Church has presence at convergence of interactive, film, music industries
IMAGE: CNS photo/Matt Palmer
By Matt Palmer
AUSTIN, Texas (CNS) — The juxtaposition was striking.
During the early evening of March 11, 59-year-old Bishop Paul Tighe worked his way through the hallways of the Austin Convention Center, weaving his way through thousands of young people who were in town attending the South by Southwest Festival, more commonly known as SXSW.
This year’s festival began March 10 and will conclude March 19.
“On one level, it’s kind of strange because you’re wandering around the place,” said Bishop Tighe, who is currently adjunct secretary of the Pontifical Council for Culture. “You’re certainly the only one in a collar and you’re possibly the only one with white hair.”
When Bishop Tighe walked the convention floor, many of the attendees had recently emerged from panels hosted by tech giants, comedians, actors, politicians and more.
As they passed by Bishop Tighe, no one seemed to realize they had just encountered one of the Vatican’s most influential communicators during the last decade.
Bishop Tighe was at the festival to be part of a panel called “Compassionate Disruption,” which was hosted March 12 at the Hyatt Regency. Bishop Tighe was joined on the panel by Helen Osman, former chief communications officer for the U.S. Conference of Catholic Bishops and Michael Hertl and Christoph Krachten, who are digital media innovators for the Catholic Church in Germany.
At a festival known for its music concerts, movie premieres and tech company displays, the Catholic Church certainly stuck out.
“People might be surprised there’s a church presence, but there’s so many places where the church is not invited any longer that it’s important to respond positively to invitation,” Bishop Tighe told Catholic News Service. “Even if it looks a bit different or not like our usual gatherings.”
Bishop Tighe is no stranger to speaking at unconventional festivals. He once spoke in front of 12,000 people at the Burning Man arts festival in Europe.
He added: “Despite all the sophistication, coolness, sarcasm and the irony at an event like this, I think if you speak with authenticity, there’s still a possibility of touching people’s hearts.”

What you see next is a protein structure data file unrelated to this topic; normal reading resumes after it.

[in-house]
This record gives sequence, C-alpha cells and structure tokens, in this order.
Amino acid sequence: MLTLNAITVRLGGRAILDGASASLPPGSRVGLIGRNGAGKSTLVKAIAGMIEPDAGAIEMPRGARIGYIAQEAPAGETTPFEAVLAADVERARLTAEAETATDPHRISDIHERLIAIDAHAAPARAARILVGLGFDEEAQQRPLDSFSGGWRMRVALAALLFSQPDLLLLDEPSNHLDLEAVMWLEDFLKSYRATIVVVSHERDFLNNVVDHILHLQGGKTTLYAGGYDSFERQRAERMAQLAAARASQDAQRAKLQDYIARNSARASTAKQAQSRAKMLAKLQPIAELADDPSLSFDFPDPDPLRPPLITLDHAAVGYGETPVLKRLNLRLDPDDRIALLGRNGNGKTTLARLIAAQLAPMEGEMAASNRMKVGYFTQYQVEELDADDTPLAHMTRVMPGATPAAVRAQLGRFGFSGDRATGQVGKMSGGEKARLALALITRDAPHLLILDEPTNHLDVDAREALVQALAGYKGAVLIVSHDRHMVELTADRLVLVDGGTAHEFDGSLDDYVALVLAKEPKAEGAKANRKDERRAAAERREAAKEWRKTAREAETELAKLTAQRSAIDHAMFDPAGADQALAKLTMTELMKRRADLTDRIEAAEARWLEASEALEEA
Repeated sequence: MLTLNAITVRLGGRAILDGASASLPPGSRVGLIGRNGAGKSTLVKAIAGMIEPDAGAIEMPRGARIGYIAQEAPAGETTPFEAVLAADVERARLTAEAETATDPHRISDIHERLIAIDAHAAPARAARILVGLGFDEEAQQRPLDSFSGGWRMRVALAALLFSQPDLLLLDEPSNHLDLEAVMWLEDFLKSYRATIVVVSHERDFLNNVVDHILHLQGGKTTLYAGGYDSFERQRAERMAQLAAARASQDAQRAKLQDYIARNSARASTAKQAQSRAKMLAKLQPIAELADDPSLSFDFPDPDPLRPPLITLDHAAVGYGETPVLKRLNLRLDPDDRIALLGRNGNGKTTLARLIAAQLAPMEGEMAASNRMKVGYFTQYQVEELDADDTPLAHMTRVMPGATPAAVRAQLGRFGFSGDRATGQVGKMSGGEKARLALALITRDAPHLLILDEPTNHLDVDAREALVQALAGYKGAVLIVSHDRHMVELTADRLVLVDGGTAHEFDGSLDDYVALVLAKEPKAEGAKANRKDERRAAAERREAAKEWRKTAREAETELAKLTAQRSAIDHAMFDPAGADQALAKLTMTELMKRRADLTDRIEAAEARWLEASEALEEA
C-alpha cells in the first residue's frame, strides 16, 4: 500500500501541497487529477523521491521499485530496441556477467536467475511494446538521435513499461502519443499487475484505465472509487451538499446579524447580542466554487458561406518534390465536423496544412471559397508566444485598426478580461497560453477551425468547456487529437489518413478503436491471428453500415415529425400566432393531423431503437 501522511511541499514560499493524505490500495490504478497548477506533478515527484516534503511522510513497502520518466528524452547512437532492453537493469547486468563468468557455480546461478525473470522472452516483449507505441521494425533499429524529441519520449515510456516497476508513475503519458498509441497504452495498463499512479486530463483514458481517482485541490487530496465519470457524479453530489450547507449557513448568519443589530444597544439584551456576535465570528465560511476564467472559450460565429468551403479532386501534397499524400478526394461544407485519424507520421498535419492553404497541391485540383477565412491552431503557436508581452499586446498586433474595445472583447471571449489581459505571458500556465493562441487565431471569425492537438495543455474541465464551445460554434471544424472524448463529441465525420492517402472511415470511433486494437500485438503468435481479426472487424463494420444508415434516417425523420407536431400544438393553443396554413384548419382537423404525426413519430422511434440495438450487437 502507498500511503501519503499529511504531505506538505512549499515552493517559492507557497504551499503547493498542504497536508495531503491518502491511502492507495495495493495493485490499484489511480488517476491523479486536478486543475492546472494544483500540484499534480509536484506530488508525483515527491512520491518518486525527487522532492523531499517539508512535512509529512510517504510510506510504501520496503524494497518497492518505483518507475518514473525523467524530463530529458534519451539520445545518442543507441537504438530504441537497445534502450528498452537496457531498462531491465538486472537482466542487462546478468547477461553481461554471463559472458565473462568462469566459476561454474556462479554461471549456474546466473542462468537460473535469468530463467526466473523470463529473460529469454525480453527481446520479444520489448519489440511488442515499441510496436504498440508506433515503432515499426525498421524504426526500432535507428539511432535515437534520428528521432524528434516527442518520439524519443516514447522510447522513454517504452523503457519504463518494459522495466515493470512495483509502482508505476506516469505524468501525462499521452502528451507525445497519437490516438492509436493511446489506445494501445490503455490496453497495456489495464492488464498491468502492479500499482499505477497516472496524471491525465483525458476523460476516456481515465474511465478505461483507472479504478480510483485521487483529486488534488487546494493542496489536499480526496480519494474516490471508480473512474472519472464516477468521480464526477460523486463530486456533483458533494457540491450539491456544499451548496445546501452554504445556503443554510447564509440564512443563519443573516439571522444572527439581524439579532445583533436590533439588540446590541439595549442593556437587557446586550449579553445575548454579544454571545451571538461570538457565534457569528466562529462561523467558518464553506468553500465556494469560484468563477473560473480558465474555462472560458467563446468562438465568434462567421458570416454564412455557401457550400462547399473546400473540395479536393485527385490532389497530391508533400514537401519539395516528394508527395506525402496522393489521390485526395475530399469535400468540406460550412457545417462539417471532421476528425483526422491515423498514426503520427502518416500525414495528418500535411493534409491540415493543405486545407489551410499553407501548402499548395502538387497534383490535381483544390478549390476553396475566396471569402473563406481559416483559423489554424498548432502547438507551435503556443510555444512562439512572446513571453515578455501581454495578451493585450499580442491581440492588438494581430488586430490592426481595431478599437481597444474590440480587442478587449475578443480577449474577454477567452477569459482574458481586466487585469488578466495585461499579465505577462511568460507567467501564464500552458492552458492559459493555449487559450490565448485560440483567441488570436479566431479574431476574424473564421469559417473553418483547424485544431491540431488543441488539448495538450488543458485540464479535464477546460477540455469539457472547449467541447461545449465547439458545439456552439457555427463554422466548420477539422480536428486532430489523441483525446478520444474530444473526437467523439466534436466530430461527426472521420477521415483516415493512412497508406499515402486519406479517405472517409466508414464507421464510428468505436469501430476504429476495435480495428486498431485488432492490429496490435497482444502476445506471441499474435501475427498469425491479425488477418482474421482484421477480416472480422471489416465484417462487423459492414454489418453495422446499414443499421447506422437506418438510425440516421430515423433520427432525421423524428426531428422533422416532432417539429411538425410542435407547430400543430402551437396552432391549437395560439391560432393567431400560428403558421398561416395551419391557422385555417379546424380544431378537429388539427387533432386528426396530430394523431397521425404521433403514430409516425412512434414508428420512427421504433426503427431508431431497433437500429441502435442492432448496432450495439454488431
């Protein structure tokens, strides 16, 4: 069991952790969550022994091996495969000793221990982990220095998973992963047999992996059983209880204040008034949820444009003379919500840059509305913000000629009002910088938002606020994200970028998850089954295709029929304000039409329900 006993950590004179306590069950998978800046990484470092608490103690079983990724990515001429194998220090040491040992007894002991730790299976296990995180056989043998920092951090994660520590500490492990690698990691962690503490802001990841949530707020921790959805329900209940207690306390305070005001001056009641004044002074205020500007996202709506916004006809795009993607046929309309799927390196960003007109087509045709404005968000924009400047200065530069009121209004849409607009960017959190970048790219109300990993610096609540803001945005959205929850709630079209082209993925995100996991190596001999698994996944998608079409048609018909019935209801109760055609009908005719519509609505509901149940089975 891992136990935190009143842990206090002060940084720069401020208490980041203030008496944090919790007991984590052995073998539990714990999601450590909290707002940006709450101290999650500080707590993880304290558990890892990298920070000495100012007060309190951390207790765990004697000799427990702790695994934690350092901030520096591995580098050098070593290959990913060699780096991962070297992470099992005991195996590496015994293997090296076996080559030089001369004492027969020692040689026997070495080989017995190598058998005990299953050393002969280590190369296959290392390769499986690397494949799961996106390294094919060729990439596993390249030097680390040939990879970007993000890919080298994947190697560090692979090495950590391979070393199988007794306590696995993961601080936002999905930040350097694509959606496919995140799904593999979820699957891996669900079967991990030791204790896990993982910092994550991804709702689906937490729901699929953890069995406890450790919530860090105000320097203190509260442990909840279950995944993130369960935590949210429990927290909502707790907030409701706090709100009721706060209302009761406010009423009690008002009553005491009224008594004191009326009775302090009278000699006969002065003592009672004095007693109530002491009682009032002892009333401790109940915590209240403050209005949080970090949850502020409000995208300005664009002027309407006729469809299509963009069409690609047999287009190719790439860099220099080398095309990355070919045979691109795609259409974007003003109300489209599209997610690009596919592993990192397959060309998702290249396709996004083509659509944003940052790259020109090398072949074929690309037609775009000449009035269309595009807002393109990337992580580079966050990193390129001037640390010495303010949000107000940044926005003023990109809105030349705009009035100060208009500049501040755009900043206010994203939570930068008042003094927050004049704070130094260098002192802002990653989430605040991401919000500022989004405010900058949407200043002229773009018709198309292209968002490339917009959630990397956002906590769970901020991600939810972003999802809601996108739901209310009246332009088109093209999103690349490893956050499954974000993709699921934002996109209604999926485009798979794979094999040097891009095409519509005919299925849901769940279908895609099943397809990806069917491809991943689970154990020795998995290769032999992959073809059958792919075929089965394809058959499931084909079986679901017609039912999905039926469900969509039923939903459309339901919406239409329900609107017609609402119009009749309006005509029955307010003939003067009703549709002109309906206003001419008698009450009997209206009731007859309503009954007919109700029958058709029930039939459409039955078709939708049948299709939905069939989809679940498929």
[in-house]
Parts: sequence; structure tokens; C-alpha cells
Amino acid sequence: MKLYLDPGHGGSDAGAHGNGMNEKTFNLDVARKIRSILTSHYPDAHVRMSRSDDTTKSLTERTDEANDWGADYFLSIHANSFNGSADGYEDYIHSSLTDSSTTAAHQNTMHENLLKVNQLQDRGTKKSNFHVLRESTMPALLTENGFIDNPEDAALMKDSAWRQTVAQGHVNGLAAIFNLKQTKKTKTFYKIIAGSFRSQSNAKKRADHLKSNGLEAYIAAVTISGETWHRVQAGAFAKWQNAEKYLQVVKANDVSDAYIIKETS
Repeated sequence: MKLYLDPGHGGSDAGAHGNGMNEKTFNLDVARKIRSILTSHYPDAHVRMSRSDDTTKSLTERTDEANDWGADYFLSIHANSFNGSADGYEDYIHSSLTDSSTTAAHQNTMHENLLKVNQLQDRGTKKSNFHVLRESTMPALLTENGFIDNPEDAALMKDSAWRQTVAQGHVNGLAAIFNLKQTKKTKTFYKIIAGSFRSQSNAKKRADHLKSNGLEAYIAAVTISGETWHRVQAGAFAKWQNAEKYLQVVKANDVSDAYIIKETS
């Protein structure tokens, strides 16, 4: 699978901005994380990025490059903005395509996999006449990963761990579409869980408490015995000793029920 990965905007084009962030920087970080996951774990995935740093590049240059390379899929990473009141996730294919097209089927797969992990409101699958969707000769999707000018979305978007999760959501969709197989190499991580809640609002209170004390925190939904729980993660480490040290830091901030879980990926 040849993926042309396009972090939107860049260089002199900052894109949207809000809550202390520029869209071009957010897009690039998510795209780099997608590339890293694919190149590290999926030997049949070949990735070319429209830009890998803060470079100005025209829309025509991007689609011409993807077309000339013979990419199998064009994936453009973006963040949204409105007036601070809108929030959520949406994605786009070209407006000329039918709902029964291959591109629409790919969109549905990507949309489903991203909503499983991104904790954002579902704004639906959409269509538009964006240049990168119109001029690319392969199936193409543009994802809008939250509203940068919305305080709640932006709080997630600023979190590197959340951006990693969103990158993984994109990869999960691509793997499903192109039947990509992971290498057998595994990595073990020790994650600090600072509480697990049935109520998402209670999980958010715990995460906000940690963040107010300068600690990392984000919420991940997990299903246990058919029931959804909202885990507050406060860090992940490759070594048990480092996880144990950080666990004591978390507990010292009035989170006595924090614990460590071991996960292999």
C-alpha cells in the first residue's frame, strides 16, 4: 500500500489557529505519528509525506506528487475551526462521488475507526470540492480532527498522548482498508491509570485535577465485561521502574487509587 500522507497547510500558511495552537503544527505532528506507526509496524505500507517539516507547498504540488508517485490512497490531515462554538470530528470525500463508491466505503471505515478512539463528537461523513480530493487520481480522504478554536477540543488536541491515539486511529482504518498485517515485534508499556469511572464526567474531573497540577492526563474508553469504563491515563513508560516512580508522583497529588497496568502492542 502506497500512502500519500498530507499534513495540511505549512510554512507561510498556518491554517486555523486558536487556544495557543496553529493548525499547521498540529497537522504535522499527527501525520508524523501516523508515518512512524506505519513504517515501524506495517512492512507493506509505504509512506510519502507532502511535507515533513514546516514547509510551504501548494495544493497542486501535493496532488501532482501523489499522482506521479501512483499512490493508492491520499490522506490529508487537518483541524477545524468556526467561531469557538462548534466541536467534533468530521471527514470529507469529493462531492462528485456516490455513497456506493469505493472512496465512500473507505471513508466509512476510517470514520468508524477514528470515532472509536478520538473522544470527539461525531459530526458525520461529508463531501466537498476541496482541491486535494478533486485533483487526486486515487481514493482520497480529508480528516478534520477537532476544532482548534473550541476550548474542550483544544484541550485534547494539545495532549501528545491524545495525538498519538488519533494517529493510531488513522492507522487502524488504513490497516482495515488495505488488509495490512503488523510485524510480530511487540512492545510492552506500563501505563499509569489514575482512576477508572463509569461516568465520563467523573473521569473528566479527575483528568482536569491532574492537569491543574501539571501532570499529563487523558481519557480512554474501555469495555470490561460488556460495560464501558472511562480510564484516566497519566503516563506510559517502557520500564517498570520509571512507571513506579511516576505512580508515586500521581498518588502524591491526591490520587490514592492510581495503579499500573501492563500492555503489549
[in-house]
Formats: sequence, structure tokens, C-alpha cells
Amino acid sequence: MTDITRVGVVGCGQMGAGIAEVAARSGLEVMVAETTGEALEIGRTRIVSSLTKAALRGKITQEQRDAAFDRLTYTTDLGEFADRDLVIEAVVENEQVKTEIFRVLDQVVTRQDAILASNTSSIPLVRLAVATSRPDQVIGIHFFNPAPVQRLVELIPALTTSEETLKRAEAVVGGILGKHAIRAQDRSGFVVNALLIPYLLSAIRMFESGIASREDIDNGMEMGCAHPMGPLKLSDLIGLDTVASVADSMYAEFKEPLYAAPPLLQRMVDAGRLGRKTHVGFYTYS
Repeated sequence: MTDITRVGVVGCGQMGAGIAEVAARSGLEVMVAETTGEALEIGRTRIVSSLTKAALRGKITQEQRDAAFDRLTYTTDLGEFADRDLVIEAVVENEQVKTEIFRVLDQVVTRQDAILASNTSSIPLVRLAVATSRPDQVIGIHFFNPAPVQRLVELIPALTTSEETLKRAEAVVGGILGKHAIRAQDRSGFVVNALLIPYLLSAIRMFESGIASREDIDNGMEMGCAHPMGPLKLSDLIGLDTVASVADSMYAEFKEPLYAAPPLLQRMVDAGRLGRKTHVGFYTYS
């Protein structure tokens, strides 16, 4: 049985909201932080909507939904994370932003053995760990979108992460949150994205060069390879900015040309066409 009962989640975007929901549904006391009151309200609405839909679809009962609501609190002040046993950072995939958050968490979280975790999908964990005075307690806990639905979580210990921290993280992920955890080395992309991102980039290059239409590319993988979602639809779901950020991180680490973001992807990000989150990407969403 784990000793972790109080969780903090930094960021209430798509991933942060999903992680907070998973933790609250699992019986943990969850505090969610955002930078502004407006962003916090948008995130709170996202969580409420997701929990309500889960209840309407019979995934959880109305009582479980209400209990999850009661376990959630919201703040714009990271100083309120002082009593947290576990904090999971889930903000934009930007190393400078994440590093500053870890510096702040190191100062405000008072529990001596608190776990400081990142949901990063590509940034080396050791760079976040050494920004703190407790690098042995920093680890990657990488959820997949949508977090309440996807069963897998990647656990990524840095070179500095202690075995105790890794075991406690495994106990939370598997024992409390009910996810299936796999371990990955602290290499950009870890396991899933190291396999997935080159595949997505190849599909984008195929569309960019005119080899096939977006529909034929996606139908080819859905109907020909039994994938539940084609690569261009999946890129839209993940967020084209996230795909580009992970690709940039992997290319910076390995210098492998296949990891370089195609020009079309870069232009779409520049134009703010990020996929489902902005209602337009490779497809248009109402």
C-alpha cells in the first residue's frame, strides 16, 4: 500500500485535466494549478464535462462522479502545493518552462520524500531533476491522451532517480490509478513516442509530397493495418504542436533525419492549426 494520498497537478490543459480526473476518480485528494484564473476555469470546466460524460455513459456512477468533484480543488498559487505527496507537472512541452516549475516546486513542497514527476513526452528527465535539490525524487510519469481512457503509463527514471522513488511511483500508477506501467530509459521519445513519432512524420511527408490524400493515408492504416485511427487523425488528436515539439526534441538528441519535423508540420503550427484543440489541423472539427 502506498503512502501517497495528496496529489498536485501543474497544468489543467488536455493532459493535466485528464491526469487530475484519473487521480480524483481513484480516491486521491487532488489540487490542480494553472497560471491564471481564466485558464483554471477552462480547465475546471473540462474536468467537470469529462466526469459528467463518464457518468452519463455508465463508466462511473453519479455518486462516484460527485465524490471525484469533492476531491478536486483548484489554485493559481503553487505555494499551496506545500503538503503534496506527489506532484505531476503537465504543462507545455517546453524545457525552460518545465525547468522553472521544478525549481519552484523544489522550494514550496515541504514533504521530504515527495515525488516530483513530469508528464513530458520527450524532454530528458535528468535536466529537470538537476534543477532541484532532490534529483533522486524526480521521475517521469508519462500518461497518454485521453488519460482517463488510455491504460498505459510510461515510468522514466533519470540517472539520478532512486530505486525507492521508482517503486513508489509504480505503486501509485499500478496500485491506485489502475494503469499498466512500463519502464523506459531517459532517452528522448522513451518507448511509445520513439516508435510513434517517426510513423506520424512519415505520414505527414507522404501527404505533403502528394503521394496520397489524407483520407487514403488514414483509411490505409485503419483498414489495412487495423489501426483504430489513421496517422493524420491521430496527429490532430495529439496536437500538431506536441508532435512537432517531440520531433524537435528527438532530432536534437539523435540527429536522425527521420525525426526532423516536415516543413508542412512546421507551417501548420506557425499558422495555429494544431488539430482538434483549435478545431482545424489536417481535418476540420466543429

A faith session at SXSW is still a relatively new concept, said the interactive festival’s director, Hugh Forrest. Forrest said he likes panels that take attendees out of their comfort zones.
“I think it is an outlier, but I think the outliers here are what makes ‘the thing’ so interesting,” Forrest told CNS. “A faith-based session at a technology event that’s focused on start-ups? That’s really neat. I love that we have the capacity to host sessions like that which attract people with strong faiths. I hope it attracts people maybe who don’t, but are interested in this stuff.”
Forrest said he sees the Bishop Tighe appearance as the start of a potentially longer relationship with the Catholic Church. He dreams that one day Pope Francis might Skype with an audience at SXSW.
“This pope and the current Vatican is embracing technology,” Forrest said. “It makes sense to connect with this crowd. They are in a sense embracing disruption very significantly. I think the pope has a leadership role few other people have. We like to showcase innovative, creative leaders.”
The first start was Bishop Tighe, who was born in Navan, County Meath, in Ireland, and is a former director of public affairs for the Archdiocese of Dublin. He is largely known for his eight years as secretary of the Pontifical Council for Social Communications. The Catholic Church’s presence in digital media increased heavily during that time.
In 2012, Pope Benedict XVI launched a massively popular Twitter account, which was later transferred to Pope Francis. A pope app for mobile devices also debuted in recent years. Then-Msgr. Tighe was named adjunct secretary of the Pontifical Council for Culture in late 2015 and consecrated a bishop Feb. 27, 2016.
Despite his official move out of Vatican communications, Bishop Tighe maintains a deep interest in the topic.
The day before the “Compassionate Disruption” panel, Forrest acknowledged it was a gamble and that he didn’t know what kind of crowd would show. The bet appears to have paid off for the festival. During one point at the festival, #GODatSXSW was Twitter’s No. 1 trend in Austin. On a day that featured former Vice President Joe Biden, billionaire and tech leader Mark Cuban, and other celebrities, being such a topic of discussion was no small feat.
Questions from attendees of the panel ranged from whether the Catholic Church should position itself as a brand and how the church can use digital media for good.
For several decades, SXSW has been a constantly evolving festival. Now, it could be known as a place for fertile faith discussions.
“It’s an event that brings together very, very creative people and helps those creative people make connections and discover new things,” Forrest said.
A sizable crowd attended the session inside a ballroom at the Hyatt Regency. The session was the result of years of discussions between Osman and Forrest. Osman, who lives in Austin and served the U.S. bishops from 2005 to 2015, led the panel discussion.
“Hopefully the conversation will continue,” Osman told attendees at the end of the panel. “South by Southwest has been very encouraging of us to talk about coming back in 2018.”
Bishop Tighe said young people are at the heart of the festival, which boasts thousands of ambitious techies attempting to launch start-up Web platforms. For some, it is the opportunity to get the attention of investors. It’s a high-pressure situation for many.
“The compassionate disruption is to say,” Bishop Tighe added, “fundamentally, you’re a person of value, a person of dignity and worth. God loves you and cares for you whether you pitch well or not.”
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